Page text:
By BENNET SIMBEYE –
TWELVE civil society organisations (CSOs) working on issues pertaining to extractive industries in Zambia have called on the Government to implement the publication of beneficial ownerships of mining companies to enhance transparency.
The Global Transparency Initiative, which promotes good governance on natural resources through the Extractive Industries Transparency Initiative (EITI), recently agreed to make beneficial ownership transparent, an obligation for all 49 member countries.
With this new development, the civil society organisations said Zambia should build on its great strides in the EITI implementation by embracing reporting on beneficial ownership in full in its EITI reports.
Centre for Trade Policy and Development (CTPD) executive director Isabel Mukelabai said in a statement on behalf of the other organisations that the addition of beneficial ownership as an obligation to EITI disclosure requirement would entail citizens being accorded a chance to know the true owners and beneficiaries of the natural resource extraction.
“This is a very significant step by the Global EITI initiative as previous issues of EITI reporting on beneficial ownership were piloted in 11 EITI countries, including Zambia,” Ms Mukelabai said.
She said this meant that Zambia had been part of the learning process that had helped draw national level lessons on how beneficial ownership reporting could support greater transparency for the extractive sector.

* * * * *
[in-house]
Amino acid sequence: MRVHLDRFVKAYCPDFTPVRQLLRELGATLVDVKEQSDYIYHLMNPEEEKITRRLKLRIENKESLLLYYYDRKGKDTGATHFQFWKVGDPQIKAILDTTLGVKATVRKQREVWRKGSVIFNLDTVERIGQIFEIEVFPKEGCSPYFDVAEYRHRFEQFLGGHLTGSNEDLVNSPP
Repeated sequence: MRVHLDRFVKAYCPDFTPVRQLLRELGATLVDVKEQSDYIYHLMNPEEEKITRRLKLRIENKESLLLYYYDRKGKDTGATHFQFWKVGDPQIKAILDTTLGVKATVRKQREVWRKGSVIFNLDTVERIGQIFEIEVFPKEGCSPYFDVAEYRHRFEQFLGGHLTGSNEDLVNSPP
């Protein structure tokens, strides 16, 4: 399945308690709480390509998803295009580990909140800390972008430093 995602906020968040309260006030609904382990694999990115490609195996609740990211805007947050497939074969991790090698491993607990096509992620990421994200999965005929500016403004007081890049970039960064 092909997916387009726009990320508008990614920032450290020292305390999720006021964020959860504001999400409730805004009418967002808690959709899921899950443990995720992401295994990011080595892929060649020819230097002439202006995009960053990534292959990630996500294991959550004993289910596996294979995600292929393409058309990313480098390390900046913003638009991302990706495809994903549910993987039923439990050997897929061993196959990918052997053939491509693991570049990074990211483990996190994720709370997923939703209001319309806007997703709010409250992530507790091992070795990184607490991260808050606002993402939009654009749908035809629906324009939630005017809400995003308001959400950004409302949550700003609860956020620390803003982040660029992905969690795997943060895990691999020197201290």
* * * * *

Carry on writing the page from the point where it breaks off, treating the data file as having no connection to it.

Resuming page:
“This means our expectations are that all Zambian EITI reports will ensure that information about extractive companies’ beneficial owners is made wholly and unreservedly available to the general public for scrutiny,” she said.
Beneficial ownership disclosure would also support the fight against corruption in Zambia and help to track and stop illicit capital flight from the economy, thereby increasing the much-needed revenue in the economy.
Based on the 2014 report, revenues from the sector increased by 21 per cent and that if standards of transparency are improved even further, more revenue can be generated from the sector and made available for increased social spending on health, education, social protection and agriculture.
“We further wish to remind Government that in November 2015, CSOs jointly embarked on the launch of the ‘Stop the Bleeding Campaign’ in Zambia aimed at curbing illicit financial flows from Africa as a whole but also more specifically from Zambia in particular, owing to the huge financial leakages that our economy is facing”.
She urged the Government to ensure that fighting financial leakages through tax dodging practices by multinational corporations was placed on top of its policy agenda as more resources were needed to fight poverty and grow the economy.
Other organisations that endorsed the statement were Civil Society Organisations Extractive Industries Transparency Initiative, Council of Churches in Zambia, Extractive Industries Transparency Alliance, Copperbelt Trade and Development Forum, Zambia Land Alliance, Publish What You Pay and Caritas Zambia.
Others were Oxfam, Democratic Governance and Human Rights Activists, Southern Africa Resource Watch and the Zambia Council for Social Development.